Is there value in owning a home? The recently released 2010 National Association of REALTORS® Profile of Home Buyers and Sellers brings us some promising results. Today homeowners are living in their homes longer, and after several years of price declines, are seeing rises in home equity gains.
It was only earlier this decade that so many buyers jumped on the investment bandwagon. They bought and sold within incredibly short time frames, and walked away with profits. But as the booms busted, many sellers found they had bought at the top of the market and as prices corrected, they lost more than just dollars. Foreclosure rates skyrocketed. Historically, however, homeownership is a long term investment, and one that brings many rewards.
"Sellers who purchased at the top of the market and had to sell in a short time frame were hurt by the price correction, but the vast majority who are able to stay for a normal period of home ownership generally built enough equity to make a trade-up purchase," NAR 2010 President Vicki Cox Golder said. "Despite swings in the housing market in recent years, the fact is most long-term owners see healthy gains in the value of their property."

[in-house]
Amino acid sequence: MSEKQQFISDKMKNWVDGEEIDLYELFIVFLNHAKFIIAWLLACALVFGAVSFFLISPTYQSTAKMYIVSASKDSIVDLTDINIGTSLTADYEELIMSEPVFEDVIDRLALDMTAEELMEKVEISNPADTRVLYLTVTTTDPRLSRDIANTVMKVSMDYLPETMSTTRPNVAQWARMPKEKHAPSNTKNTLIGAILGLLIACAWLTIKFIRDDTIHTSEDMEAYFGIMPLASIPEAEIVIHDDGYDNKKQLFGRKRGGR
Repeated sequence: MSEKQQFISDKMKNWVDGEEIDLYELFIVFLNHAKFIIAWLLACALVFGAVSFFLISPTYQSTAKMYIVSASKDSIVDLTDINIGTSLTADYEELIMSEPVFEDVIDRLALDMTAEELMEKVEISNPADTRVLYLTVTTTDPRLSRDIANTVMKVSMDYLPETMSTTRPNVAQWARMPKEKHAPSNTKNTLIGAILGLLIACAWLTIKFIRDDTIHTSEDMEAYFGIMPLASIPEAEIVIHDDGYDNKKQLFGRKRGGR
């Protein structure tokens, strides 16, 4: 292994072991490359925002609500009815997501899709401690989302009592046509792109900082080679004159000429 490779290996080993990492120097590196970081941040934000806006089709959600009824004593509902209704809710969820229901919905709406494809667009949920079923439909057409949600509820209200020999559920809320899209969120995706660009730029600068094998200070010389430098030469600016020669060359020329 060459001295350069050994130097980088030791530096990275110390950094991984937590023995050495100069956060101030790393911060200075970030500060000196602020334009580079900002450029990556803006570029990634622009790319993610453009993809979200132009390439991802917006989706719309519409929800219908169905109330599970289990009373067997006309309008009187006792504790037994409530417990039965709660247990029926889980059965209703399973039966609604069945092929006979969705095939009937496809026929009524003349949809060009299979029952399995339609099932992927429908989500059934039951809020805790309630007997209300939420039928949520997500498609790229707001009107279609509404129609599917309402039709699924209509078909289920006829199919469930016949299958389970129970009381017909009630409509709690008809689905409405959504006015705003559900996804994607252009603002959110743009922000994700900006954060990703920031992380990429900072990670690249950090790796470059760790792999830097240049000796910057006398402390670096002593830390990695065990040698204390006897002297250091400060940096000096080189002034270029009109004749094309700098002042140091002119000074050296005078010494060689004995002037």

Golder also says the pattern of home buyers taking a long-term view has solidified over the past few years. "This underscores two simple facts – home ownership encourages stability, and the longer you own, the better your investment."
Current market and economic conditions have created a shift from the house flipping ways of the boom. "The primary exception is for experienced investors, many of whom pay cash and are making renovations or improvements after a careful study of properties, neighborhoods and market demand," Golder explained. "The house flipping and quick gains which occurred during the boom period were abnormal, driven by risky, easy-money financing that should never have been allowed in the market."
American are still buying, however. And surveys have found there are particular reasons behind these purchases. These include the desire to own a home, the desire for a larger home, a change in family situation and taking advantage of the home buyer tax credit, a job-related move, and then the current supply of affordable homes.
And once they buy, homeowners are staying put longer. A typical seller has been in their home for 8 years, but the survey reveals first-time buyers are planning to stay for 10 years, and repeat buyers for 15 years.
Even with several years of price declines, the typical seller who purchased a home eight years ago experienced a median equity gain of $33,000, a 24 percent increase, while sellers who were in their homes for 11 to 15 years saw a median gain of 40 percent. So, once again buying for the long-term is steering its way back into value.
Carla Hill Realty Times November 9, 2010